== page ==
Commentary

Email Journey Useful -- But Only Up To A Point

Two thousand years ago Laozi wrote, “A good traveler has no fixed plans, and is not intent on arriving.” Not that Laozi, the founder of Taoism, was offering travel advice. Like all philosophers, his words drive at a universal truth: the importance of keeping an open mind.

The operative word is fixed, because Laozi doubtless understood that all human endeavors depend on planning, and all plans inevitably collapse in the face of execution. Laozi would have made a hell of an email marketer.

While plenty has changed in terms of email marketing technology, the essential input remains a business construct called a lifecycle. I say essential, because the lifecycle drives how we think about orchestration, workflow and consumer journey tools that coordinate cross-channel communication. But the more complex an organization’s email portfolio becomes, the harder it is to think and execute with a lifecycle mindset.

The consumer journey is just one example of the challenge that occurs when managing communication streams today. To build a journey, you need to know your audience, segments and the rules for engagement. You need to know the timing of campaigns and the general intent (promotion versus buy, for example). You need to build in logic that’s based on behaviors, events, time of delivery and a whatever data-driven changes you can deploy.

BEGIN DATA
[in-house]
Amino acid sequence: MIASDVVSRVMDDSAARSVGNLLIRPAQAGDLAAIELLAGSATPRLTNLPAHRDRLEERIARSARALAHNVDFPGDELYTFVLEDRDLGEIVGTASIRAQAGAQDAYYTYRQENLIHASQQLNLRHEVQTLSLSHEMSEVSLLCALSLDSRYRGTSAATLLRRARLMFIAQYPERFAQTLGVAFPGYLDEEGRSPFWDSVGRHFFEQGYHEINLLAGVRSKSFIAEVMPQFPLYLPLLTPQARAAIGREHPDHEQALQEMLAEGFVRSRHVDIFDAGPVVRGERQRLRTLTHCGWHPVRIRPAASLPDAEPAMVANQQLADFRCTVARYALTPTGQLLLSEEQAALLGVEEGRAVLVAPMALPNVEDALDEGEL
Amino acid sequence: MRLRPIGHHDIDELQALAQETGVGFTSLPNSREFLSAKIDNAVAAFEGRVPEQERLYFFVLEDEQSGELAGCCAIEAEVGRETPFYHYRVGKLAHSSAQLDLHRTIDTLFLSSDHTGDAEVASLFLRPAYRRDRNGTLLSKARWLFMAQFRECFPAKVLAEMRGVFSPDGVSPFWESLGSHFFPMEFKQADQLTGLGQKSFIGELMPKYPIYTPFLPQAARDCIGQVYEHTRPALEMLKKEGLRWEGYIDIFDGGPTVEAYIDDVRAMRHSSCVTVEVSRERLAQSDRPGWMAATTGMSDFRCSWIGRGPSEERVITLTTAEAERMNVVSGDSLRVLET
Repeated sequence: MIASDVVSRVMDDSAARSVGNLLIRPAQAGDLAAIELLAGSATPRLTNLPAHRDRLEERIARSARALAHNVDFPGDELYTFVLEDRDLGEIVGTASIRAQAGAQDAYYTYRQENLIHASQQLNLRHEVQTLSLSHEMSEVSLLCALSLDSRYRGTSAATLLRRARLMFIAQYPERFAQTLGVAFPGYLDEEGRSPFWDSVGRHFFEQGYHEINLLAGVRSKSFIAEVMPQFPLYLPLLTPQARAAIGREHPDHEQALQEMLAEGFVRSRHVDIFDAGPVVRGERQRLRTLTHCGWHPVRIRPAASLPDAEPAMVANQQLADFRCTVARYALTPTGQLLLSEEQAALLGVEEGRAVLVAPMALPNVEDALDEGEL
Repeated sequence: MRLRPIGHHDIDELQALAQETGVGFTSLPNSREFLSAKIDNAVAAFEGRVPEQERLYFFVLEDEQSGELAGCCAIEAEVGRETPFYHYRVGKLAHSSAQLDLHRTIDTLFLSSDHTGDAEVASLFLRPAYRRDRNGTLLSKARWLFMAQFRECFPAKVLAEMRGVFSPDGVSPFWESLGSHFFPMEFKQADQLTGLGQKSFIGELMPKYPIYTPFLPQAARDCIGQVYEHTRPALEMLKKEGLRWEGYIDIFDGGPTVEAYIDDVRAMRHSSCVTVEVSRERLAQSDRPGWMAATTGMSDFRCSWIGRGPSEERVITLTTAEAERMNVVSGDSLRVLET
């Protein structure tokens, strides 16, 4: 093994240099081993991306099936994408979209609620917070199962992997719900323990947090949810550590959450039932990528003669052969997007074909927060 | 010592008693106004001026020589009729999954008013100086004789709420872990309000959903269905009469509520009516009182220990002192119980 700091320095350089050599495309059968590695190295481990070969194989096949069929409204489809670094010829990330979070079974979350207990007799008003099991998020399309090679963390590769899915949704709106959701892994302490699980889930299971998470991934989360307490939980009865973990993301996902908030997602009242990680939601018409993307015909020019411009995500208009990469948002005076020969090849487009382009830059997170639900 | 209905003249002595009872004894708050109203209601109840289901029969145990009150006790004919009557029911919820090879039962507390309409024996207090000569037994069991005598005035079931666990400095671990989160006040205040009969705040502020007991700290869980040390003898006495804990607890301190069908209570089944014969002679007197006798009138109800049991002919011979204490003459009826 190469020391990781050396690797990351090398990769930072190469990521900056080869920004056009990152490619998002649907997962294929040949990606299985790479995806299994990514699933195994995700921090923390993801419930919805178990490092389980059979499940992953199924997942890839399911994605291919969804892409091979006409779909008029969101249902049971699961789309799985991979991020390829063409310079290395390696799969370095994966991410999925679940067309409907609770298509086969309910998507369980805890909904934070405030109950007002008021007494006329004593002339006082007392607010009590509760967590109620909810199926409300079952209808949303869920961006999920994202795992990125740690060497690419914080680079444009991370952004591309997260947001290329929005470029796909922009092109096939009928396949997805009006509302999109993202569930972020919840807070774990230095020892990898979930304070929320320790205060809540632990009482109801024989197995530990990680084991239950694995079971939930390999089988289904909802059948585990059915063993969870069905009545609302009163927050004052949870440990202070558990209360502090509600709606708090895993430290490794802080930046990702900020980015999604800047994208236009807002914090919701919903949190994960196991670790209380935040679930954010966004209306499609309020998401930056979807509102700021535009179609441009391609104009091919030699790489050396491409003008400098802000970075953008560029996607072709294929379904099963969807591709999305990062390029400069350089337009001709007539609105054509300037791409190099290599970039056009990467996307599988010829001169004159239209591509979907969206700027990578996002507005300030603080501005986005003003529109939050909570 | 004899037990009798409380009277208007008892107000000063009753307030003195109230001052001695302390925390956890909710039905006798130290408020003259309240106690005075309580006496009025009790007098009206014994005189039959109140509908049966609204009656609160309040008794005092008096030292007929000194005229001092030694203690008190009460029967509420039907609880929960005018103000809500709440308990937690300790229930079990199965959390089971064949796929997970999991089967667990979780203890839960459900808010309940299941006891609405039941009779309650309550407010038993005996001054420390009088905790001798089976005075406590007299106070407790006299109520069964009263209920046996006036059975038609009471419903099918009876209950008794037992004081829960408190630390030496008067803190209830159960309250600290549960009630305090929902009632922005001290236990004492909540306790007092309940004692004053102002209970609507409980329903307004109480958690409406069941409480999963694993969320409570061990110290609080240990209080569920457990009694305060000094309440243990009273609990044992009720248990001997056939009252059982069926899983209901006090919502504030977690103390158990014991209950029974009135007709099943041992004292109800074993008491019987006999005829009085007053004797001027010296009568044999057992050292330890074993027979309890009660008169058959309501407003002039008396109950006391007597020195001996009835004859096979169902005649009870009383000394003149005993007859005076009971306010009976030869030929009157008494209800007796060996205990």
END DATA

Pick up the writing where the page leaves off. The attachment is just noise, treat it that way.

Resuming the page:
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What’s changed with the rise of automation in general and programmatic in particular is that you now need to be able to optimize, test, reuse content and allow for micro-segments if 1:1 marketing is your aspirational goal.

I’ve worked with a number of journey tools, each of which breaks down as complexity and automation increases. This probably wouldn’t surprise Laozi, who if he were alive and working in email marketing today, might remark that our focus on arriving somewhere specific (1:1, for example) is ultimately undermined by our need to architect each moment of a customer’s journey into a fixed point with a corresponding response.

Of course, that’s not how email marketers express their frustration with the limitations of lifecycle thinking. The comments I hear most run along the lines of, It’s easier to rebuild than try to modify an existing stream, or Those streams are deploy and forget.

Gary Deasi explained this problem in an interview that’s well worth a read. In a nutshell, marketers fall in love with the demo of a journey-building framework, but then they fail to figure out how to make that journey operational. Now, don’t get me wrong. Customer journey mapping has tremendous value, but it doesn’t have production value, which is where email marketing wins.

Think of it this way: journey mapping for the sake of messaging streams helps you visualize the interrelationships between channels, but that picture becomes a tangled mess as you dive deep into the weeds, which is where 1:1 marketing happens. Scale becomes the enemy of that kind of complex thinking.

As marketers embrace an environment increasingly dominated by machine learning and automation, our logic can no longer live inside the individual message streams.

 A birthday greeting is a prime example of 1:1 marketing, but its value is dubious if the messaging is predicated on a rule that’s specific to a particular stream. Doing linear and even branching journeys becomes far too complicated to manage across a portfolio of email communications.

Going forward, we need to think in terms of a logic that lives inside a larger template, one predicated on data, not lifecycle assumptions. To paraphrase Laozi, email marketing isn’t about arriving at 1:1, it’s about a mindset that makes the 1:1 conversation possible.

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